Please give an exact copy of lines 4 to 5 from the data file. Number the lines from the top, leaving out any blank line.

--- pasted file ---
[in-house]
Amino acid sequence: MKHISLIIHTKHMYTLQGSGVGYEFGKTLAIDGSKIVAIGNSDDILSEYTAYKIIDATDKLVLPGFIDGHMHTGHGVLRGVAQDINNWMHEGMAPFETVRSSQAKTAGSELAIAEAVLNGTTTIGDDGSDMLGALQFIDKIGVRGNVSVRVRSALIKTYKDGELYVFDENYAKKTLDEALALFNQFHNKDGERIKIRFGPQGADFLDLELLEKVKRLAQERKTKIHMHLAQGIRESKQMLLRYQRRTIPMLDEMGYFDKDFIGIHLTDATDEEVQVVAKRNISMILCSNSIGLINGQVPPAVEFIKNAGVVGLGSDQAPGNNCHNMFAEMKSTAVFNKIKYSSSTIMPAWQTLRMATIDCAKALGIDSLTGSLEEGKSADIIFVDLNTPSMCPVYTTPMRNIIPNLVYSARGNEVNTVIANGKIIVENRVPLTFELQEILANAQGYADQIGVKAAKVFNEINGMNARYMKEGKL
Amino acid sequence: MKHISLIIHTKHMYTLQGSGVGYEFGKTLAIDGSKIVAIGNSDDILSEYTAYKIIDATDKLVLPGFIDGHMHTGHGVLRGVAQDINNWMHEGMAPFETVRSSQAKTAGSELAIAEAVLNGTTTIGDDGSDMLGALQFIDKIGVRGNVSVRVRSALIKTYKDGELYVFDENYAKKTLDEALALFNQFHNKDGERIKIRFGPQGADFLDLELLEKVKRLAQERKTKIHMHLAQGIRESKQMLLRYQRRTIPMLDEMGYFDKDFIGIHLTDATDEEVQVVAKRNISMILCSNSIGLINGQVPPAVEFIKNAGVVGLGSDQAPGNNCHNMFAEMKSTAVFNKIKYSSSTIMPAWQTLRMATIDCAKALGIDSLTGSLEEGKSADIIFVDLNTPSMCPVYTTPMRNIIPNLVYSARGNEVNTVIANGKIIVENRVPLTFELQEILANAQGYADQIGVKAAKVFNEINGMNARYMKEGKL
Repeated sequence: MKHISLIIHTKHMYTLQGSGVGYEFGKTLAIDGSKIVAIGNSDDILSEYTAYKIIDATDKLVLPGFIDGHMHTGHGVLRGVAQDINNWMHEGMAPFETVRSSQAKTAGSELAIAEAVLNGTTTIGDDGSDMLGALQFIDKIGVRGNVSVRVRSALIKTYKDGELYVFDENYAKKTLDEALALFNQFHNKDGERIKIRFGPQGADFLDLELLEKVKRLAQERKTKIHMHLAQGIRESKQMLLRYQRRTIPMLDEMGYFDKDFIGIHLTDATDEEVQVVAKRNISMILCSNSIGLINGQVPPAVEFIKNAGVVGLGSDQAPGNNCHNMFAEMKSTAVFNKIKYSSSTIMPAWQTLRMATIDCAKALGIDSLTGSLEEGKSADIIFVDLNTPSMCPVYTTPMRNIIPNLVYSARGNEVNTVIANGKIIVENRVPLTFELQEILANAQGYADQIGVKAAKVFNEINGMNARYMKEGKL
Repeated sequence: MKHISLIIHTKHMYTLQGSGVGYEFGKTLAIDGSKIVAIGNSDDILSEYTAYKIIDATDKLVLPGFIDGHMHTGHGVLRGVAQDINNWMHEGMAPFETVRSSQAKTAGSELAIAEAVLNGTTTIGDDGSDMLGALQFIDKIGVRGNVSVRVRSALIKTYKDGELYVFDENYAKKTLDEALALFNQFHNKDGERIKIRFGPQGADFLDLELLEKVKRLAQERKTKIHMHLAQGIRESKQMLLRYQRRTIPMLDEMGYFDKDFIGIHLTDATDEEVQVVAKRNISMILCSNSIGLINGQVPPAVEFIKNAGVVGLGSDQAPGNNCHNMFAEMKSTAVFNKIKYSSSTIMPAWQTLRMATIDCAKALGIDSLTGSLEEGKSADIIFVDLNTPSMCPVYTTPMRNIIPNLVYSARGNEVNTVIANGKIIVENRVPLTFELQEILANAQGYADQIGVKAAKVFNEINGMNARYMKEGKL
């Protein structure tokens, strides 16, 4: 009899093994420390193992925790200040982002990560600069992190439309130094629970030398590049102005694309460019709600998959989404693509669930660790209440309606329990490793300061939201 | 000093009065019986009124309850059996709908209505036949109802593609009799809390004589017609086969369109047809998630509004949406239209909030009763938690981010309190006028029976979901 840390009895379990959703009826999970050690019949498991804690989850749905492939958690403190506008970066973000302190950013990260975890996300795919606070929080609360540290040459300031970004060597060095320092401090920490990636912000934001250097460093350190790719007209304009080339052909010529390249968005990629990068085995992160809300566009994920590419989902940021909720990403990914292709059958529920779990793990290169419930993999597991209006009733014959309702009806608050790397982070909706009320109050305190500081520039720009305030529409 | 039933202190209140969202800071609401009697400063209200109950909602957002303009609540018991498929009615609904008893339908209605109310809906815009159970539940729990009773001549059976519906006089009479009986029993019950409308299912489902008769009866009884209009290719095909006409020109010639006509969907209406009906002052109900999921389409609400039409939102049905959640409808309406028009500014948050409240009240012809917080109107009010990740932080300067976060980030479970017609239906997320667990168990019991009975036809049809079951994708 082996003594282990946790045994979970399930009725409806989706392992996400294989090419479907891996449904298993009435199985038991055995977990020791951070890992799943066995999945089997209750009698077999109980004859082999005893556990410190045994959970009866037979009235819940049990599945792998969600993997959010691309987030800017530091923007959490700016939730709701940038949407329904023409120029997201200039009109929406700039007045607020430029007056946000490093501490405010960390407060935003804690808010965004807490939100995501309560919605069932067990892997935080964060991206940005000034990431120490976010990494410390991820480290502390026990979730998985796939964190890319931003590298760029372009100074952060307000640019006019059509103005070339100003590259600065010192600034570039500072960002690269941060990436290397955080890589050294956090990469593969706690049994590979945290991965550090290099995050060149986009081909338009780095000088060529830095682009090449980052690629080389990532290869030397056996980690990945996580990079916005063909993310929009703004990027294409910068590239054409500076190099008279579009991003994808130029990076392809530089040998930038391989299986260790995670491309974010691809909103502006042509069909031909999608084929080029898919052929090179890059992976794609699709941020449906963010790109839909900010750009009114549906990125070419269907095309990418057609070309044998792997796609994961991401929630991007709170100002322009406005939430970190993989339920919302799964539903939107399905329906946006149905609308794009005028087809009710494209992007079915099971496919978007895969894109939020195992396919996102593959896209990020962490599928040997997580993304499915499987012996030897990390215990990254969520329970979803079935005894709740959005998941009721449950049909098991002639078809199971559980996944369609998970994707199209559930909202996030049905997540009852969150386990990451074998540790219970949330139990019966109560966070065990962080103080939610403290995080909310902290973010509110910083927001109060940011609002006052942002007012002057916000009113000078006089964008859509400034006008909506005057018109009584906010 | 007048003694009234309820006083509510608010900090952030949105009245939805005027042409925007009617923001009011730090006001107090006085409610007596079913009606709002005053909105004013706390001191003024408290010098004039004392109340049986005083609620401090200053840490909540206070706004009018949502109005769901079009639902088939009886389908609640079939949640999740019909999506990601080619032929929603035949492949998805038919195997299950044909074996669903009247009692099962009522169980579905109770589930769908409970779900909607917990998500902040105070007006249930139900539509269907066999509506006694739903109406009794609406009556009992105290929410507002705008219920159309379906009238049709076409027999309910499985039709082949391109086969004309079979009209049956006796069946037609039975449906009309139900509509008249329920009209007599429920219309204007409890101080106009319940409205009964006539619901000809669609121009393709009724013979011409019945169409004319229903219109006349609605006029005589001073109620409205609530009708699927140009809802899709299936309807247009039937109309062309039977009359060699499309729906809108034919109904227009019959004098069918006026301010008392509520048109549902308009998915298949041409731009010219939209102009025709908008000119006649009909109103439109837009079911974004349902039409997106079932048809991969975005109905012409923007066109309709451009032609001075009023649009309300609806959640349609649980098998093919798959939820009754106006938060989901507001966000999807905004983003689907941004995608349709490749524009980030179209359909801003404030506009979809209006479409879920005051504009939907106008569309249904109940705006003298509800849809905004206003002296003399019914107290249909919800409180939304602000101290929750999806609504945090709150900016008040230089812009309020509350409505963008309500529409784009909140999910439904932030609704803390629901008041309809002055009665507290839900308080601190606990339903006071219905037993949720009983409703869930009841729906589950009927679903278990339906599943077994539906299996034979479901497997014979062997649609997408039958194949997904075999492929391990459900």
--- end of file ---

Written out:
Repeated sequence: MKHISLIIHTKHMYTLQGSGVGYEFGKTLAIDGSKIVAIGNSDDILSEYTAYKIIDATDKLVLPGFIDGHMHTGHGVLRGVAQDINNWMHEGMAPFETVRSSQAKTAGSELAIAEAVLNGTTTIGDDGSDMLGALQFIDKIGVRGNVSVRVRSALIKTYKDGELYVFDENYAKKTLDEALALFNQFHNKDGERIKIRFGPQGADFLDLELLEKVKRLAQERKTKIHMHLAQGIRESKQMLLRYQRRTIPMLDEMGYFDKDFIGIHLTDATDEEVQVVAKRNISMILCSNSIGLINGQVPPAVEFIKNAGVVGLGSDQAPGNNCHNMFAEMKSTAVFNKIKYSSSTIMPAWQTLRMATIDCAKALGIDSLTGSLEEGKSADIIFVDLNTPSMCPVYTTPMRNIIPNLVYSARGNEVNTVIANGKIIVENRVPLTFELQEILANAQGYADQIGVKAAKVFNEINGMNARYMKEGKL
Repeated sequence: MKHISLIIHTKHMYTLQGSGVGYEFGKTLAIDGSKIVAIGNSDDILSEYTAYKIIDATDKLVLPGFIDGHMHTGHGVLRGVAQDINNWMHEGMAPFETVRSSQAKTAGSELAIAEAVLNGTTTIGDDGSDMLGALQFIDKIGVRGNVSVRVRSALIKTYKDGELYVFDENYAKKTLDEALALFNQFHNKDGERIKIRFGPQGADFLDLELLEKVKRLAQERKTKIHMHLAQGIRESKQMLLRYQRRTIPMLDEMGYFDKDFIGIHLTDATDEEVQVVAKRNISMILCSNSIGLINGQVPPAVEFIKNAGVVGLGSDQAPGNNCHNMFAEMKSTAVFNKIKYSSSTIMPAWQTLRMATIDCAKALGIDSLTGSLEEGKSADIIFVDLNTPSMCPVYTTPMRNIIPNLVYSARGNEVNTVIANGKIIVENRVPLTFELQEILANAQGYADQIGVKAAKVFNEINGMNARYMKEGKL